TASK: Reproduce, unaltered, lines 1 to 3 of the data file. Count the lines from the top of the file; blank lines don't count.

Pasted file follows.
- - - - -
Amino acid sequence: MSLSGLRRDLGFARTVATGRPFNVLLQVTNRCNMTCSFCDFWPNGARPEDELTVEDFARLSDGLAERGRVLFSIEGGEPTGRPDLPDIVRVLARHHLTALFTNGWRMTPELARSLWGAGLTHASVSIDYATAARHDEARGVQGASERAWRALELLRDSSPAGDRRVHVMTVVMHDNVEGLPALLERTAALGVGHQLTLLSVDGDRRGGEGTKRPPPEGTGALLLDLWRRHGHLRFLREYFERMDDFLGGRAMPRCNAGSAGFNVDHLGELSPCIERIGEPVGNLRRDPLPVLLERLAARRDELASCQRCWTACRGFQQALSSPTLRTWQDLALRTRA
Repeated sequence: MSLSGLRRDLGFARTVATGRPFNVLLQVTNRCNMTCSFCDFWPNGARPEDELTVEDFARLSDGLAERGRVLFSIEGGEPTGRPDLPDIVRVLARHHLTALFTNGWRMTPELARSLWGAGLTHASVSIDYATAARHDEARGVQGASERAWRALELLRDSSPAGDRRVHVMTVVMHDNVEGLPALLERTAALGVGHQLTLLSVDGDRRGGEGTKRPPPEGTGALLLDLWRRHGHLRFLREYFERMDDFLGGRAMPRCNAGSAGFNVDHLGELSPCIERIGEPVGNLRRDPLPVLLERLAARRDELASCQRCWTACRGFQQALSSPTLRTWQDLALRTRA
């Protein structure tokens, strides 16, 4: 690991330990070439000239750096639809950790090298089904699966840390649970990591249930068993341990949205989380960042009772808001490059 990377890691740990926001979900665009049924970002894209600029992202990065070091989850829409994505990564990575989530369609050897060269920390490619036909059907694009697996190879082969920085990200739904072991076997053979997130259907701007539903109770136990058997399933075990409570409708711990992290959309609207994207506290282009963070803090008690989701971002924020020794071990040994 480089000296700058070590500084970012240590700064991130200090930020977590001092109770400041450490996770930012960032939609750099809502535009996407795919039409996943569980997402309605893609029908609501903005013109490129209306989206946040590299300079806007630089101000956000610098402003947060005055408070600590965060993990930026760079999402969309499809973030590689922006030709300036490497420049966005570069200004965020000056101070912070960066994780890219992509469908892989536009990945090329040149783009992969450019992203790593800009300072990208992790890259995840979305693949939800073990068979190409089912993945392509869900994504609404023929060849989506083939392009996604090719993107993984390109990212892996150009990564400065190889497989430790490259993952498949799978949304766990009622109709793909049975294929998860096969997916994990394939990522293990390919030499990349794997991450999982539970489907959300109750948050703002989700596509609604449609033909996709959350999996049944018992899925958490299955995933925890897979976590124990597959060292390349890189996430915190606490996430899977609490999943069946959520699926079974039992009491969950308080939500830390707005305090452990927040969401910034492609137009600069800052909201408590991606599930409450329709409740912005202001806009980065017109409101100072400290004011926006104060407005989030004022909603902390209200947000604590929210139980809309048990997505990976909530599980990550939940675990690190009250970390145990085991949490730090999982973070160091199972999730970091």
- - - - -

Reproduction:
Amino acid sequence: MSLSGLRRDLGFARTVATGRPFNVLLQVTNRCNMTCSFCDFWPNGARPEDELTVEDFARLSDGLAERGRVLFSIEGGEPTGRPDLPDIVRVLARHHLTALFTNGWRMTPELARSLWGAGLTHASVSIDYATAARHDEARGVQGASERAWRALELLRDSSPAGDRRVHVMTVVMHDNVEGLPALLERTAALGVGHQLTLLSVDGDRRGGEGTKRPPPEGTGALLLDLWRRHGHLRFLREYFERMDDFLGGRAMPRCNAGSAGFNVDHLGELSPCIERIGEPVGNLRRDPLPVLLERLAARRDELASCQRCWTACRGFQQALSSPTLRTWQDLALRTRA
Repeated sequence: MSLSGLRRDLGFARTVATGRPFNVLLQVTNRCNMTCSFCDFWPNGARPEDELTVEDFARLSDGLAERGRVLFSIEGGEPTGRPDLPDIVRVLARHHLTALFTNGWRMTPELARSLWGAGLTHASVSIDYATAARHDEARGVQGASERAWRALELLRDSSPAGDRRVHVMTVVMHDNVEGLPALLERTAALGVGHQLTLLSVDGDRRGGEGTKRPPPEGTGALLLDLWRRHGHLRFLREYFERMDDFLGGRAMPRCNAGSAGFNVDHLGELSPCIERIGEPVGNLRRDPLPVLLERLAARRDELASCQRCWTACRGFQQALSSPTLRTWQDLALRTRA
């Protein structure tokens, strides 16, 4: 690991330990070439000239750096639809950790090298089904699966840390649970990591249930068993341990949205989380960042009772808001490059 990377890691740990926001979900665009049924970002894209600029992202990065070091989850829409994505990564990575989530369609050897060269920390490619036909059907694009697996190879082969920085990200739904072991076997053979997130259907701007539903109770136990058997399933075990409570409708711990992290959309609207994207506290282009963070803090008690989701971002924020020794071990040994 480089000296700058070590500084970012240590700064991130200090930020977590001092109770400041450490996770930012960032939609750099809502535009996407795919039409996943569980997402309605893609029908609501903005013109490129209306989206946040590299300079806007630089101000956000610098402003947060005055408070600590965060993990930026760079999402969309499809973030590689922006030709300036490497420049966005570069200004965020000056101070912070960066994780890219992509469908892989536009990945090329040149783009992969450019992203790593800009300072990208992790890259995840979305693949939800073990068979190409089912993945392509869900994504609404023929060849989506083939392009996604090719993107993984390109990212892996150009990564400065190889497989430790490259993952498949799978949304766990009622109709793909049975294929998860096969997916994990394939990522293990390919030499990349794997991450999982539970489907959300109750948050703002989700596509609604449609033909996709959350999996049944018992899925958490299955995933925890897979976590124990597959060292390349890189996430915190606490996430899977609490999943069946959520699926079974039992009491969950308080939500830390707005305090452990927040969401910034492609137009600069800052909201408590991606599930409450329709409740912005202001806009980065017109409101100072400290004011926006104060407005989030004022909603902390209200947000604590929210139980809309048990997505990976909530599980990550939940675990690190009250970390145990085991949490730090999982973070160091199972999730970091």